Matt Galloway’s workday starts at 3:00 a.m. By 5:30 a.m. he’s on-air, talking about what’s going on in his city, the country and around the world. He bikes in the darkness to the CBC headquarters and is done work before most employees go for their morning coffee break.
Several years ago, Galloway decided he needed to challenge himself to do something constructive with the time he had in the afternoon, particularly after his kids reached school-age. A few years ago, he mastered baking bread from scratch. “The following year, I got pretty good at playing the ukulele,” he tells me from his home, before he’s about to go for a run on an October afternoon. Even through a long, demanding federal election campaign, Galloway managed to get at least a 30-minute run in. The 45-year-old has made running — every day for a year — his 2015 project. He hasn’t missed a day yet.
“My brother was the athlete in school,” Galloway says, reflecting on his late discovery of the one sport he truly loves. “I was the nerdy book guy.”
— Matt Galloway (@mattgallowaycbc) December 31, 2015
It all started four years ago, when he was discussing the marathons in Toronto on his show. “We were discussing how exciting it is, but I couldn’t figure out the joy that runners were getting out of it,” he now admits. So, that Sunday of the race, he and his wife and two daughters stood out in the rain and cheered the runners as they passed by. He came back inside and knew he had to try running.
“When I first started, I’d never run before, so it was awful and painful – but it was fun,” Galloway laughs, looking back on the painful progression in the first few weeks. “Then I ran a 5K and went from there.”
As 2014 was coming to a close, Galloway started brainstorming his 2015 afternoon project. “I thought, ‘What if I ran every day? What if I went out tomorrow morning and started running and didn’t stop?’ It seemed like an insane idea – it still does,” Galloway says, laughing at himself.
But for Galloway it’s turned into a personal epic. His show Metro Morning focuses on what makes Toronto an interesting place.
“Because of this, I spend a lot of time with my day job exploring the city,” he says. “With running, you see things differently.” But for Galloway, his post-work run is mostly his time to wander in his thoughts, disconnected from his life in the media. “I love running in Toronto’s ravines. I run up to the Cedarvale ravine, to the Beltline Trail. At certain points, I forget where I am,” he says. “I don’t bring a phone; I’m not ‘on’ and I’m seldom thinking about work. It’s a window for myself.”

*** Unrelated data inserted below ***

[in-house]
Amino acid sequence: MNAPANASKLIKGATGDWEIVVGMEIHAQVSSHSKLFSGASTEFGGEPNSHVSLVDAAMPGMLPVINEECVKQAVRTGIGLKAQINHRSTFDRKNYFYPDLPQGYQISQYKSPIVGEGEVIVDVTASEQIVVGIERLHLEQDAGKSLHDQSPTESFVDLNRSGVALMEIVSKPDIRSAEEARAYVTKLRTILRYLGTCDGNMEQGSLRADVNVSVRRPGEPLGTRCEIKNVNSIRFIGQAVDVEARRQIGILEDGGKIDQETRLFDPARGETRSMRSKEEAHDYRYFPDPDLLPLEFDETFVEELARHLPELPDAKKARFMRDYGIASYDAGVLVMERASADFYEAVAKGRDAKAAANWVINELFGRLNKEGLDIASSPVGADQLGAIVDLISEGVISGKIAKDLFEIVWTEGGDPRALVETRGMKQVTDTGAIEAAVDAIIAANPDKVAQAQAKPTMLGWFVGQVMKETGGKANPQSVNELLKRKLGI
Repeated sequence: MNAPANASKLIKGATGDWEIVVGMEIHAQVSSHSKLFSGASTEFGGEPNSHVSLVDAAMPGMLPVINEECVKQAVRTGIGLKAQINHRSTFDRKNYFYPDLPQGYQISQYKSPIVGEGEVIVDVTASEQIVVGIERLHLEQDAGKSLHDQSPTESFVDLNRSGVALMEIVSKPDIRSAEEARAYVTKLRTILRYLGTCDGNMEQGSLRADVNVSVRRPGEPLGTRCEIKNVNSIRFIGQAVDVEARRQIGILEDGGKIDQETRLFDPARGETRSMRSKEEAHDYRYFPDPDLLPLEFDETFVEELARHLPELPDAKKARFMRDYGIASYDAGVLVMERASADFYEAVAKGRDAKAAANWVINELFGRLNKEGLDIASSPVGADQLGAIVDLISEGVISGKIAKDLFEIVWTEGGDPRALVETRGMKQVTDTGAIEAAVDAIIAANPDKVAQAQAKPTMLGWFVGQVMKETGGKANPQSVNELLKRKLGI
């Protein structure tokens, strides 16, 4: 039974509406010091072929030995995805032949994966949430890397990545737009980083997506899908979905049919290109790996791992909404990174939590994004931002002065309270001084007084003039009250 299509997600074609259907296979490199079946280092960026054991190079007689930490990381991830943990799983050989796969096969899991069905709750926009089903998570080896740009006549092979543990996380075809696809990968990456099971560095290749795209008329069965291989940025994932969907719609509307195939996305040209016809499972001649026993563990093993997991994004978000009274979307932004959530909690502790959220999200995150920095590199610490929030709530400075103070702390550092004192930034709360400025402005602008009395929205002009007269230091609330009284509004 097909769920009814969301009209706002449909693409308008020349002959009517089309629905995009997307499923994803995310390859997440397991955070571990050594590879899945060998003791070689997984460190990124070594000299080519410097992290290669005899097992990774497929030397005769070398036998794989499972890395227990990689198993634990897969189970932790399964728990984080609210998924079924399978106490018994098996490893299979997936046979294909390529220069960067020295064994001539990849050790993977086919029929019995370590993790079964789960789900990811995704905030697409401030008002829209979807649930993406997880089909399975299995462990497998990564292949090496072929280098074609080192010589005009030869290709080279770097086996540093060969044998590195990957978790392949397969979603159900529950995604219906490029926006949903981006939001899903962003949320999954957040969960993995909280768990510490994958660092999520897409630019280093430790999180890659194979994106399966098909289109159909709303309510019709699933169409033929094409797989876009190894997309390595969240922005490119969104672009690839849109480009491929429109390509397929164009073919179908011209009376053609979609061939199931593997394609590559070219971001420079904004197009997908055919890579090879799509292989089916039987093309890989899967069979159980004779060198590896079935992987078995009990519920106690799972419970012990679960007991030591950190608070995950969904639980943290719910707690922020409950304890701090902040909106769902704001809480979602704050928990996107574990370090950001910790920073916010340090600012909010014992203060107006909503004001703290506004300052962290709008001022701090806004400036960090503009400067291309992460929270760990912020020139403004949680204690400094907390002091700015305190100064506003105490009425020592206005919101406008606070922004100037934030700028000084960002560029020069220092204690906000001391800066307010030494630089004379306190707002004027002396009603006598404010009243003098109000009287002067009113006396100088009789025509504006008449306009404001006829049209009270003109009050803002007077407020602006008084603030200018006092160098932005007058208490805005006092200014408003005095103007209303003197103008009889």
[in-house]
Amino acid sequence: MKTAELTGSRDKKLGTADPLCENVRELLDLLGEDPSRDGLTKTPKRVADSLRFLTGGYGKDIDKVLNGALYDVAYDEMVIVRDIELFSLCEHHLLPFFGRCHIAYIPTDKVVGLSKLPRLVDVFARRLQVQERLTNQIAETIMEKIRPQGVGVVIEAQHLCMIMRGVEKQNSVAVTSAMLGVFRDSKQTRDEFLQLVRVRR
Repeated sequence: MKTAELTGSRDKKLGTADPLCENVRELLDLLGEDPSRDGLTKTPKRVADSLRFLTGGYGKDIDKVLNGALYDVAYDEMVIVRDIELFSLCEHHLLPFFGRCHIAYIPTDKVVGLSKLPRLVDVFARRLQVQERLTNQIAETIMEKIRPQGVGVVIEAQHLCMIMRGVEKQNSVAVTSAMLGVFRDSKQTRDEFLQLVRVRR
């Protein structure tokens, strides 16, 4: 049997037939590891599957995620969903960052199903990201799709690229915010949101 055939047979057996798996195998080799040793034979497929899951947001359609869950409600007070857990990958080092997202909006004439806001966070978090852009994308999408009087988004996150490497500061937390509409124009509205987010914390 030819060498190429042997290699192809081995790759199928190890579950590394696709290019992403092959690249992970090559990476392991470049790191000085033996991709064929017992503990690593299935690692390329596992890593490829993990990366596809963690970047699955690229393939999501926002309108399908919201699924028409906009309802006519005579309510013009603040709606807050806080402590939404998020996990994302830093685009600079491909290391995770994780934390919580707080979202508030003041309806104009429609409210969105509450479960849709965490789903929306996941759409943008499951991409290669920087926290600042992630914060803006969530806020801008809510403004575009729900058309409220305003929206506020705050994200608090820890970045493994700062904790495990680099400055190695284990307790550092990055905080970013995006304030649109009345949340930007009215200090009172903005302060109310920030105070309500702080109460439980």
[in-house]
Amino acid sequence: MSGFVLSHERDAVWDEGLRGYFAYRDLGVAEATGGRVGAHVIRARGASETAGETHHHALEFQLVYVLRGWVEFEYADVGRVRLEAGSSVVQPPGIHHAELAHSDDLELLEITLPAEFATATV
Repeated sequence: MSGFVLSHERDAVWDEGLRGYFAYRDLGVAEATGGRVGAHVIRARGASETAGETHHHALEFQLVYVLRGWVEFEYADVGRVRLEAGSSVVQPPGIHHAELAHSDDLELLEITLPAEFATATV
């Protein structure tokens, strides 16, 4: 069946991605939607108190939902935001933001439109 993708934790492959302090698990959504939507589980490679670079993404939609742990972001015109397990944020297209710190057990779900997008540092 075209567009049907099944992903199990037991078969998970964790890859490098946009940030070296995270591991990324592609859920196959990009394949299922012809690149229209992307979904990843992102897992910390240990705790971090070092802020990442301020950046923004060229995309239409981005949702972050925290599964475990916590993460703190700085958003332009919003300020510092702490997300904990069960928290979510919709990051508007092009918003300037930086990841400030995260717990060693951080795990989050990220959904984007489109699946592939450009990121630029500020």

Rules of the resolution
Each day for all of 2015, Galloway committed himself to at least 5K of running. “That was sort of the rule. I haven’t been injured and I haven’t been sick,” he says, fully aware that he’s had a fortunate streak of good health, perhaps in part because of the positive effect running has on the immune system. “Friends said at the beginning, ‘Well just run a minimum of 1K.’ But I feel like I haven’t actually gone for a run in that case,” he says. On weekends, he goes longer, usually 10–15K.
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Throughout the year, Galloway’s running streak led him to see places during his travels differently than he would have without his daily commitment. “I was in Vegas and went for a run at dawn down the strip. That was wild. Most people are coming back from a long night out. I even ran through a casino.” Later on that trip, in the Arizona desert, Galloway got completely lost on an array of trails. “I thankfully took a phone at the urging of my wife, and was able to track back.”
Through all of this, Galloway says that the single biggest challenge has been one that every runner faces. “The hardest part every day is just deciding to get outside and run.” Galloway’s trick for motivating himself is equally as simple and relatable: “I always remember that, when you finish a run, you can’t believe that you weren’t going to do it in the first place.”
And what’s next for Galloway now that his 2015 run streak project has come to an end? “I think I’m ready to run a half-marathon in 2016,” he says with excitement in his voice. “And after New Year’s Day, I’m going to just keep running.”
Editor’s note: This feature appeared in the January/February issue of Canadian Running.